It is this sentiment and divide which leads to a desperation withinMoD controlled organizations to project a status higher than the military and compels its members, comprising of far junior personnel, to resort to illogical means, like displaying unauthorised flagsthereby seeking recognition. Such self-indulgence is detrimental to the nation and the national security apparatus.
The incident over the weekend would have ramifications in the months ahead. The individual who sparked the controversy and the MoD spokesperson, sent forcibly on leave, belong to the same cadre, the Indian Defence Accounts Service (IDAS). The criticism across the nation for their immature actions would result in their cadre seeking to proveits authority by delaying defence expenditure and local projects on flimsy grounds.
Fault finding, delaying and rejecting on flimsy grounds is the easiest way of projecting authority, especially if those doing so are neither answerable to the soldier on the ground nor taken to task for lack of capabilities or equipmentwithin the military.This has been the mantra of the MoD and organizations it controls. It has been noticed and commented upon on multiple occasions by the parliamentary standing committee on defence and CAG, but to no avail.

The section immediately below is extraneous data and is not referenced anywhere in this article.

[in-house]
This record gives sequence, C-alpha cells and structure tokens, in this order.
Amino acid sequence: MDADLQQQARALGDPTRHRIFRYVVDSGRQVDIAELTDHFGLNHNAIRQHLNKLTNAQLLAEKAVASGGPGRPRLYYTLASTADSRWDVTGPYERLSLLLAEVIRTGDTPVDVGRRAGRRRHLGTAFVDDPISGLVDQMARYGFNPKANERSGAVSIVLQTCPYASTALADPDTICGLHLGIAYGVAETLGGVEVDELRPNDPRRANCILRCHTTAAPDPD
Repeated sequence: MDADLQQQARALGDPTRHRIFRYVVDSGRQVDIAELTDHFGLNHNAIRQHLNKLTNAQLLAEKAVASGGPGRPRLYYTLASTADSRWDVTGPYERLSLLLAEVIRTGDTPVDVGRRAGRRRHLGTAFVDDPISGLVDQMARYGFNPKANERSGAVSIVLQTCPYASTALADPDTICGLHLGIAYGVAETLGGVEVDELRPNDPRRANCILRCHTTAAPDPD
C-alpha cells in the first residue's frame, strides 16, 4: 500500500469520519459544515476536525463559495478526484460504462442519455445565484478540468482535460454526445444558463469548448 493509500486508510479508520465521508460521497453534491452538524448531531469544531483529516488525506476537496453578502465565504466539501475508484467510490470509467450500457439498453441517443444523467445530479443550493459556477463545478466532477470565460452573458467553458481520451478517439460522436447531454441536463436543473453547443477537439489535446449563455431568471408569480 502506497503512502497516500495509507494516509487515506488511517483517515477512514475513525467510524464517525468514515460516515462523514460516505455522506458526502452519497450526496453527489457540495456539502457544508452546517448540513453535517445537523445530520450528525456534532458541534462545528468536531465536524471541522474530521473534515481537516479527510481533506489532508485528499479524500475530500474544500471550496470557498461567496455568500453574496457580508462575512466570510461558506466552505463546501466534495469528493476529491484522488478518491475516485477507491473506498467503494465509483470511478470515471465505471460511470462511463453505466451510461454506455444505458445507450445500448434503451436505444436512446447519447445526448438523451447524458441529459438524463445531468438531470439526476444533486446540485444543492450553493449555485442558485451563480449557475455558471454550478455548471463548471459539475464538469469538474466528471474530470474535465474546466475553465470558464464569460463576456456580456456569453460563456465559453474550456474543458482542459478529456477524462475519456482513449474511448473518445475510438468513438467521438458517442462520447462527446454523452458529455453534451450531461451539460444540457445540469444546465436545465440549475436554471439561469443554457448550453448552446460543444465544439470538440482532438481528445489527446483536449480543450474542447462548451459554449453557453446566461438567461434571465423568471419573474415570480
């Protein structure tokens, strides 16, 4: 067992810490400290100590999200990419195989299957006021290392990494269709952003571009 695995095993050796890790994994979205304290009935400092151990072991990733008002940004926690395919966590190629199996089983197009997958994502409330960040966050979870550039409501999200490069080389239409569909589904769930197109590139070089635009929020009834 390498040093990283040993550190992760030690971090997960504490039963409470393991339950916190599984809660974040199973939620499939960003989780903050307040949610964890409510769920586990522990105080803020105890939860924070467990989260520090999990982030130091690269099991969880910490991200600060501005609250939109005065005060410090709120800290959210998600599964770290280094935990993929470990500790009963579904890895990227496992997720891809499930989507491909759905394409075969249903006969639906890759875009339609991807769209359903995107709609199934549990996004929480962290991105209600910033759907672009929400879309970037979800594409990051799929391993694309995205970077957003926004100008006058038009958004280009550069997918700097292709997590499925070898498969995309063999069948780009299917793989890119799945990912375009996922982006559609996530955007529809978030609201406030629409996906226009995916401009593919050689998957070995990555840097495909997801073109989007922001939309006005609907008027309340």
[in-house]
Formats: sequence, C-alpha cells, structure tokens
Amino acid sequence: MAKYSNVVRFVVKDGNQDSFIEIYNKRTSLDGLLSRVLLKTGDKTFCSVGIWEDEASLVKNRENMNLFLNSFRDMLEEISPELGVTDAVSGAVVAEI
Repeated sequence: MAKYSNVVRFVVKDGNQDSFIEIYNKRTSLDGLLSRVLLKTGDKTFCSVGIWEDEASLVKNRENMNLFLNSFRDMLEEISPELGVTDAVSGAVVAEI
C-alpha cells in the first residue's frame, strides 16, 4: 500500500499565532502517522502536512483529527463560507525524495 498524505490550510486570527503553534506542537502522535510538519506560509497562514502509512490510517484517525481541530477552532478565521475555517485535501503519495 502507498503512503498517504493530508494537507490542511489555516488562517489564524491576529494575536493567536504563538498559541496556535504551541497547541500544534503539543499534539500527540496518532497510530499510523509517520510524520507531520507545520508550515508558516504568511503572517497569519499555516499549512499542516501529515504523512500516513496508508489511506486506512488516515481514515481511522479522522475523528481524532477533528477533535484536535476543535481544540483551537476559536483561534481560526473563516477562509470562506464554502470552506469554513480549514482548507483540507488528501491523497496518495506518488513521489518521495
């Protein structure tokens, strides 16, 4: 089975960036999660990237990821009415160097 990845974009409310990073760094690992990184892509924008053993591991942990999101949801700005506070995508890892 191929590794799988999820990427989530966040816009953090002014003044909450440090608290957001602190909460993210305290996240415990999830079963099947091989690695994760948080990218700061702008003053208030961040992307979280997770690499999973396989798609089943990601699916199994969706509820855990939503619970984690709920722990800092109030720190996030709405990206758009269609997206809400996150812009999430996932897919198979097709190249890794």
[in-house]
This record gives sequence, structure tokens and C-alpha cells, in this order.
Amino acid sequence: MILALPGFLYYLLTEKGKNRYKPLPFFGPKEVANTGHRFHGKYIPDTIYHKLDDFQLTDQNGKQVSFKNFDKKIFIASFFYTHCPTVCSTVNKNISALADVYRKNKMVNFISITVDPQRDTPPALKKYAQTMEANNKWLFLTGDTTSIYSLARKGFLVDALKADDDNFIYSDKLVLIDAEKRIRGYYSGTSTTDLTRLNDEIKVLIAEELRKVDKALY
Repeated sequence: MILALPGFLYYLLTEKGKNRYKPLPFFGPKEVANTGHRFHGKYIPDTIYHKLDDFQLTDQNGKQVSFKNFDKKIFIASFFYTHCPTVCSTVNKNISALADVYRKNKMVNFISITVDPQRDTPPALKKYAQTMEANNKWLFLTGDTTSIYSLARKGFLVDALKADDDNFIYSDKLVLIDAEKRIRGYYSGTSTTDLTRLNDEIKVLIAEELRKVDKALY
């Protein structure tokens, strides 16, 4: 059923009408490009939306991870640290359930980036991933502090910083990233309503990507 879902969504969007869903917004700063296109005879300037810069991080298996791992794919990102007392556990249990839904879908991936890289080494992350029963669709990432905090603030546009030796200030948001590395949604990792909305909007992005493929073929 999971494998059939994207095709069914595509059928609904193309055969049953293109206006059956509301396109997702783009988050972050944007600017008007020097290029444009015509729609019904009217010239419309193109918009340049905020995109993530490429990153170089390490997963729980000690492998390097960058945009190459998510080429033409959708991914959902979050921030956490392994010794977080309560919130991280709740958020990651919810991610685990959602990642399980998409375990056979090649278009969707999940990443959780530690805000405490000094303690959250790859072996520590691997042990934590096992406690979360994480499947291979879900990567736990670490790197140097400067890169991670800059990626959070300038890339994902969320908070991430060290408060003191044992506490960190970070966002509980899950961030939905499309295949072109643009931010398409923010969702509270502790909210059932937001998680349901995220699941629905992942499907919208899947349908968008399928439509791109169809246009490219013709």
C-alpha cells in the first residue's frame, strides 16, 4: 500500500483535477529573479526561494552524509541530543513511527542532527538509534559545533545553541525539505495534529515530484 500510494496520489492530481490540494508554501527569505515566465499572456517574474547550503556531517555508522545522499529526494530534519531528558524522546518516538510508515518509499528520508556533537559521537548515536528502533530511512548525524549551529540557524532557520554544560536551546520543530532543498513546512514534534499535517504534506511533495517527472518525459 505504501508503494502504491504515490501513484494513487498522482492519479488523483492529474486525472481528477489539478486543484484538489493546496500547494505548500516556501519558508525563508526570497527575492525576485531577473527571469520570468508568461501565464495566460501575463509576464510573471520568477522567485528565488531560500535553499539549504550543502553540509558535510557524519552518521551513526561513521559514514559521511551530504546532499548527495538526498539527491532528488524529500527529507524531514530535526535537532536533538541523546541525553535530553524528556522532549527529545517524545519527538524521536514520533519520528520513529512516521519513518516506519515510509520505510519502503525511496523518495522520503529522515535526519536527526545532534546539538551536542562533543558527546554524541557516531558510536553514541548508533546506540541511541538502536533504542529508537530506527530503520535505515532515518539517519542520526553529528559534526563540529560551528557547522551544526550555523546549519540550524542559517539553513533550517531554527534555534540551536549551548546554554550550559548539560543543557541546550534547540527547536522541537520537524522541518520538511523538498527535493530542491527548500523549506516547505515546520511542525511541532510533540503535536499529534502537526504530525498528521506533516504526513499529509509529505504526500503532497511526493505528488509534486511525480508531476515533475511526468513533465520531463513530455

The military is no holy cow. It, like any other government organization, has its own shortcomings, whether it be integral to the services or their approach to other central services. Internal discontent is also on the rise. For civil organizations of the MoD and the public, the ‘Buddy System’ causes maximum heartburn. Shortcomings are regularly raised in the media and being a disciplined force action is taken to overcome them. The military’s feeling of being unjustly persecuted is evident in the manner their cases are treated by the bureaucracy.
Some examples of recent times includechallenging disability pensions to veterans and NFU to the serving granted by the AFT in the apex court, refusing to defend the soldier on protection under AFSPAin the recent Manipur case and clearing the cadre review of the AFHQ cadre without seeking the approval of the agency which they are supposed to be a support service to (armed forces), are some recent examples. The further one goes back, the more incidents come to the forefront.